U.S. West Texas Intermediate and internationally-favored Brent crude oil futures posted solid gains last week with both contracts closing at three-week highs.
May WTI crude oil finished the week at $50.60, up $2.63 or +5.48%. June Brent crude oil closed the week at $53.53, up $2.61 or +5.13%.
The week began with the market being underpinned by reports that OPEC and non-OPEC members had gathered in Kuwait last weekend to discuss the possibility of extending the program to reduce output.
Later in the week, the rally began to pick up more support after Libya reported supply disruptions. The short-covering rally continued on Wednesday after the U.S. Energy Information Administration (EIA) reported an inventory build that was smaller than expected.
Oil prices surged for a third day on Thursday after reports surfaced that Kuwait gave its backing for an extension of OPEC production cuts. Speculators are also betting that Saudi Arabia will roll over its production cuts for another six months starting in July.
Later in the week, there were also reports that Russia may be gradually reducing production, bringing it closer to the 300,000 barrel per day output cuts that it had promised.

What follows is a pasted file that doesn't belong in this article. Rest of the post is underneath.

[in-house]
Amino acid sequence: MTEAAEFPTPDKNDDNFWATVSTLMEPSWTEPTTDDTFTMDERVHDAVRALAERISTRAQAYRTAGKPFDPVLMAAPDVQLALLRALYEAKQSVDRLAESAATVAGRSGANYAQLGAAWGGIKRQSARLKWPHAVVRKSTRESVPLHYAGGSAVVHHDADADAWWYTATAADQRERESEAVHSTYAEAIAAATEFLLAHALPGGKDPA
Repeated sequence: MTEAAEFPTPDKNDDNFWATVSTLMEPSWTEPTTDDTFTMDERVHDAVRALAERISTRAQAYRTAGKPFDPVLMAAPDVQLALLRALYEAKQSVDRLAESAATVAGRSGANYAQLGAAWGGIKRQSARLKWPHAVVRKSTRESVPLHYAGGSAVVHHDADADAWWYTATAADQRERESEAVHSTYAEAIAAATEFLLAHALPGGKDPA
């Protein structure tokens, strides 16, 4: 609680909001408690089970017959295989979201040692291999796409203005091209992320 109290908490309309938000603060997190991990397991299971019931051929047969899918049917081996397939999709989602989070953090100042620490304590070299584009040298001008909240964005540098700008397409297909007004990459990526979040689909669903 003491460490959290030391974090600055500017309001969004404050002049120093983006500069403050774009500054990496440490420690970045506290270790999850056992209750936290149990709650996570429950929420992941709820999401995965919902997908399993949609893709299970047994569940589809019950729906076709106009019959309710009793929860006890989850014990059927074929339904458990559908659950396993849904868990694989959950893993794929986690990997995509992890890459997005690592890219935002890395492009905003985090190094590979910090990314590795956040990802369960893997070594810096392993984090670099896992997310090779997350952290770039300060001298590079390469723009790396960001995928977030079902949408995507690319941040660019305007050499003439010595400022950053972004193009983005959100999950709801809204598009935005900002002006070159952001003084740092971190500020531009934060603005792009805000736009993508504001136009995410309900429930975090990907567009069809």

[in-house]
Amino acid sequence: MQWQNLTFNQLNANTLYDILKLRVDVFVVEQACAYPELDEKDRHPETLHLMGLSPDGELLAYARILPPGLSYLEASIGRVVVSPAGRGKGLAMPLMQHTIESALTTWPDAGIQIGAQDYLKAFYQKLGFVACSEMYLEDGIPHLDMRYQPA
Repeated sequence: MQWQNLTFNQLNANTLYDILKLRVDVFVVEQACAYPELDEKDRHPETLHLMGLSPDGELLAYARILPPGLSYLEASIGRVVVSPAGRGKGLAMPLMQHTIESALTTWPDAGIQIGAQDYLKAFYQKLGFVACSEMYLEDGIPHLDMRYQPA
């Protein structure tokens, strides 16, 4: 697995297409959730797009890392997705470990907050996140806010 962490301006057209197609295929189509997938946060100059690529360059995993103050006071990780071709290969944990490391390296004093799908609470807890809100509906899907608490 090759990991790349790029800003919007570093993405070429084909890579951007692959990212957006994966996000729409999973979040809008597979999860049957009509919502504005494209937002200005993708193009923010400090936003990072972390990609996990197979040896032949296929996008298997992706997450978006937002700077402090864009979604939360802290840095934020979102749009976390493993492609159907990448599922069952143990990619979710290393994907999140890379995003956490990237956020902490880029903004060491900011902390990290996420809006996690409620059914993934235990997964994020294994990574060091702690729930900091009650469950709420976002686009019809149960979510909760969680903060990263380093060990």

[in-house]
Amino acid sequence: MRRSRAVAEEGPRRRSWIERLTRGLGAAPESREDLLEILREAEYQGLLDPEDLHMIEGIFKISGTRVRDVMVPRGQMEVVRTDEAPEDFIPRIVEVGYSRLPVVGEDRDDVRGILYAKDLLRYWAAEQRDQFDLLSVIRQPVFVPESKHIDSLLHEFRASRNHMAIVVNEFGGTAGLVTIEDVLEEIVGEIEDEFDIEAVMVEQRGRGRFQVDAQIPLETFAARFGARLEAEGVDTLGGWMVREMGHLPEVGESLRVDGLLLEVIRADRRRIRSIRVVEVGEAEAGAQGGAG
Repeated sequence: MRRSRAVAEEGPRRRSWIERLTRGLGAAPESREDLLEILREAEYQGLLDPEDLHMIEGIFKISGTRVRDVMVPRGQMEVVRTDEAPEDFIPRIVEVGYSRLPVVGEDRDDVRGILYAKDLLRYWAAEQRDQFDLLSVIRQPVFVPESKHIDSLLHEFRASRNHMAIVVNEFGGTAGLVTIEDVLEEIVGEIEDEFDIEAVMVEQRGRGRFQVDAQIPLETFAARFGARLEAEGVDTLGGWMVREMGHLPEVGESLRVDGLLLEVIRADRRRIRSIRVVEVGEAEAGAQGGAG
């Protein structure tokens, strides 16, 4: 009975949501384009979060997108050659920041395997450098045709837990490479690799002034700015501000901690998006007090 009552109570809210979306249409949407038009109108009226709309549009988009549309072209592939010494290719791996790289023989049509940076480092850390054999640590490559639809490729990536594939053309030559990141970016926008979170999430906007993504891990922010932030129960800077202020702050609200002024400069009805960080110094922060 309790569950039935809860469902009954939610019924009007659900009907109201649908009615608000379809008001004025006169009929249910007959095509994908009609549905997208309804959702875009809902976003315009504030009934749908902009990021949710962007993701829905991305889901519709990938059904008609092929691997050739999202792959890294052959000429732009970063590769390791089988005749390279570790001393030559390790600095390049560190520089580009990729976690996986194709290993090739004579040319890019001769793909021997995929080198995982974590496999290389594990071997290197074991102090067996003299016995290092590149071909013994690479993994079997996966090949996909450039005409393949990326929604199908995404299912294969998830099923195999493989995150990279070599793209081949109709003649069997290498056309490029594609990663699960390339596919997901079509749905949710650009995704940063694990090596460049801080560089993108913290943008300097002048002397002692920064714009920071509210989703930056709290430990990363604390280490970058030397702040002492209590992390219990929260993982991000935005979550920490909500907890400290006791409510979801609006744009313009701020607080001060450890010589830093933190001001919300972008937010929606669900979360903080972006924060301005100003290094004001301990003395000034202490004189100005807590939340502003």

Weekly Inventory Data
The weekly U.S. Energy Information Administration (EIA) showed crude oil inventories rose 867,000 barrels in the week-ending March 24. This figure was nearly half of the 1.2 million barrel build that was expected.
The EIA report also helped U.S. gasoline futures surge more than 2 percent to their highest in three weeks. It was helped by the inventories report that showed a 3.7 million-barrel drop in gasoline stocks last week, nearly 2 million barrels more than forecast.
Fears of oversupply will continue to hang over the market but this news may continue to be offset by talk of an extension of the supply cuts by OPEC and non-OPEC members. This information will be especially bullish if Russia continues to cut production and if it says it supports an extension of the program.
The short-covering is also likely to continue if the supply disruptions in Libya continue. Additionally, the steep drop in gasoline inventories, coming at the end of the refinery maintenance season, likely means crude oil inventories are on the cusp of declining. If this proves to be true then investors are going to shift their focus on OPEC and its ability to persuade its members and non-members to extend the output production program.